Christ came to reconcile us to God and to one another (Romans 5:1-10; 2 Corinthians 5:17-21; Ephesians 2:13-22; Colossians 1:19-23). God’s purpose is not that we just individually become more like Christ in our personal character, but that we also become more like Christ in our relational expression of God’s image. Christ came to heal the “I” and “Thou” alienation between God and man, but also between one another.
Certainly, individual transformation in the substantive sense will impact our ability to love and please God and to love our spouses, children, friends, and neighbors. The point is not that personal character transformation does not need to take place. Rather, the point is to not restrict an understanding of God’s image to only personal transformation. Of course, individual character transformation in a substantive sense is vital to successful and transformed relationships, but individual transformation is not the end, it is for the purpose of loving and fulfilling relationships both with God and with others.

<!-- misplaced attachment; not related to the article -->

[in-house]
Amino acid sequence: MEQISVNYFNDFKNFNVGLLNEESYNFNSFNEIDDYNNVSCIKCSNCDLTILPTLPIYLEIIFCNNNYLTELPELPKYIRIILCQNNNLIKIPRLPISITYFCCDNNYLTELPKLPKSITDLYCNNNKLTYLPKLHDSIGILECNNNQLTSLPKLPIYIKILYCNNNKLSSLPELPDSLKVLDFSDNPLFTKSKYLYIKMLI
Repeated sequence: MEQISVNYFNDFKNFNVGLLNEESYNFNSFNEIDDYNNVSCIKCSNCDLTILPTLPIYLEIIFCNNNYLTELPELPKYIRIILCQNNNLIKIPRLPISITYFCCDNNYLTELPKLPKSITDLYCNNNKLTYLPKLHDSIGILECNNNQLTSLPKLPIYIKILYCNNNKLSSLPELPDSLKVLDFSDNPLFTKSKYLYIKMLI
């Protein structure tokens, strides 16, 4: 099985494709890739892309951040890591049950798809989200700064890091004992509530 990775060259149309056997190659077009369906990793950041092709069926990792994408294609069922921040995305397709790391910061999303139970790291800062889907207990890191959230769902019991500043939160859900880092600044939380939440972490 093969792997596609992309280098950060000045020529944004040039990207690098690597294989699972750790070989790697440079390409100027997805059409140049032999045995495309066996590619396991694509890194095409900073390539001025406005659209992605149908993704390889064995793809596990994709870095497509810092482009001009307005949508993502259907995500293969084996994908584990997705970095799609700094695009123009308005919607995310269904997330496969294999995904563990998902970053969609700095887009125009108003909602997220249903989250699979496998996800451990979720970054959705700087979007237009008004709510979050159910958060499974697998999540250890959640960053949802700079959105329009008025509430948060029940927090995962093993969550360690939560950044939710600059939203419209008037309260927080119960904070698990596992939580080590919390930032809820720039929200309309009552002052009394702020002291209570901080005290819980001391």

This is why the two great commandments express the heart of God’s moral laws for man. It is only as we grow to love God with all our heart, soul, mind, and strength and love our neighbors as ourselves that we reflect His image as lived out in the tri-unity of the Godhead from before the beginning of time. As husbands and wives learn to love and respect one another as God intended, marriage becomes a living object lesson of Christ and the church, and thereby further revealing God’s relational image to all who look on (Ephesians 5:22-33). Also, as brothers and sisters in Christ love one another, we display the character of our Heavenly Father and His nature in us (1 John 4:7-8; 2 Peter 1:3-9).
Through Christ demonstrating the full extent of His love, we come to see the love the Father has for us (John 3:16, 13:1-5, 15:13; Romans 5:8). In the same way, it is as we live out God’s image in our relationships, that the world will come to know what God is like. If we truly love one another as Christ has loved us, the world will know that we are His disciples (John 13:35). It is as we become one with the Father and the Son and with each other, perfected in unity, that the world will know that the Father sent the Son and loves them as He loved the Son (17:21-23). The relational image of God conveyed through our relationship with Him and with each other is key to showing the world who God is and revealing His love for them. We cannot exhibit this aspect of God’s image in isolation. We must do it together.